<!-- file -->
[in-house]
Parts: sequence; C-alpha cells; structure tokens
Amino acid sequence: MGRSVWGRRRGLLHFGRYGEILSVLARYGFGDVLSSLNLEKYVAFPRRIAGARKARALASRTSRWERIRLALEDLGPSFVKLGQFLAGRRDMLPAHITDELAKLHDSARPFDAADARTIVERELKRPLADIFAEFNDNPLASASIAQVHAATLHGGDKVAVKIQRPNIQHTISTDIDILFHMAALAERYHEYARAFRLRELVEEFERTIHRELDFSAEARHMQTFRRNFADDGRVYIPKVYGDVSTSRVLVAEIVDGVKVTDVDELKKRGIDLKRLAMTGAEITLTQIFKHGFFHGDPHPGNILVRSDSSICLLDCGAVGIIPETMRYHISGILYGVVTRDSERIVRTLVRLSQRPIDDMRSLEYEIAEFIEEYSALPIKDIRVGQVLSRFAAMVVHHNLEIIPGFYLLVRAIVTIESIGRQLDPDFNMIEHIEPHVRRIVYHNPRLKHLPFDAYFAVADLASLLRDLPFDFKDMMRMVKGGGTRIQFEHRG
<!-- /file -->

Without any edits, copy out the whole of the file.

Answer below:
[in-house]
Parts: sequence; C-alpha cells; structure tokens
Amino acid sequence: MGRSVWGRRRGLLHFGRYGEILSVLARYGFGDVLSSLNLEKYVAFPRRIAGARKARALASRTSRWERIRLALEDLGPSFVKLGQFLAGRRDMLPAHITDELAKLHDSARPFDAADARTIVERELKRPLADIFAEFNDNPLASASIAQVHAATLHGGDKVAVKIQRPNIQHTISTDIDILFHMAALAERYHEYARAFRLRELVEEFERTIHRELDFSAEARHMQTFRRNFADDGRVYIPKVYGDVSTSRVLVAEIVDGVKVTDVDELKKRGIDLKRLAMTGAEITLTQIFKHGFFHGDPHPGNILVRSDSSICLLDCGAVGIIPETMRYHISGILYGVVTRDSERIVRTLVRLSQRPIDDMRSLEYEIAEFIEEYSALPIKDIRVGQVLSRFAAMVVHHNLEIIPGFYLLVRAIVTIESIGRQLDPDFNMIEHIEPHVRRIVYHNPRLKHLPFDAYFAVADLASLLRDLPFDFKDMMRMVKGGGTRIQFEHRG